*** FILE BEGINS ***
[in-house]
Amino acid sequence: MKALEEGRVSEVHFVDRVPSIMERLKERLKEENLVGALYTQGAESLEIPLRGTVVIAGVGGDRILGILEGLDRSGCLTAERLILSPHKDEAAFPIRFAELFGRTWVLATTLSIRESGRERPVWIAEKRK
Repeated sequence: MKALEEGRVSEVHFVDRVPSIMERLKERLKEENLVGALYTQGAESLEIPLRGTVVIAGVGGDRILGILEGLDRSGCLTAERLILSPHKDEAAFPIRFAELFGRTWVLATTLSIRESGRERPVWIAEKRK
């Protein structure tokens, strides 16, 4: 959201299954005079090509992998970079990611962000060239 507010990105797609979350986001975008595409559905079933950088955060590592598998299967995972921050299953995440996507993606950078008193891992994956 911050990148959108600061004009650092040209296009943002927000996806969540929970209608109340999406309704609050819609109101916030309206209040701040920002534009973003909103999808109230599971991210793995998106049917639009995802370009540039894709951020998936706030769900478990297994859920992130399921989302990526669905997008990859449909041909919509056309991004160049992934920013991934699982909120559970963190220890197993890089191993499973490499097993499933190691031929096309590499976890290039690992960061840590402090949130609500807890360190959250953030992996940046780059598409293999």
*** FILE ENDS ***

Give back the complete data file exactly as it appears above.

[in-house]
Amino acid sequence: MKALEEGRVSEVHFVDRVPSIMERLKERLKEENLVGALYTQGAESLEIPLRGTVVIAGVGGDRILGILEGLDRSGCLTAERLILSPHKDEAAFPIRFAELFGRTWVLATTLSIRESGRERPVWIAEKRK
Repeated sequence: MKALEEGRVSEVHFVDRVPSIMERLKERLKEENLVGALYTQGAESLEIPLRGTVVIAGVGGDRILGILEGLDRSGCLTAERLILSPHKDEAAFPIRFAELFGRTWVLATTLSIRESGRERPVWIAEKRK
């Protein structure tokens, strides 16, 4: 959201299954005079090509992998970079990611962000060239 507010990105797609979350986001975008595409559905079933950088955060590592598998299967995972921050299953995440996507993606950078008193891992994956 911050990148959108600061004009650092040209296009943002927000996806969540929970209608109340999406309704609050819609109101916030309206209040701040920002534009973003909103999808109230599971991210793995998106049917639009995802370009540039894709951020998936706030769900478990297994859920992130399921989302990526669905997008990859449909041909919509056309991004160049992934920013991934699982909120559970963190220890197993890089191993499973490499097993499933190691031929096309590499976890290039690992960061840590402090949130609500807890360190959250953030992996940046780059598409293999």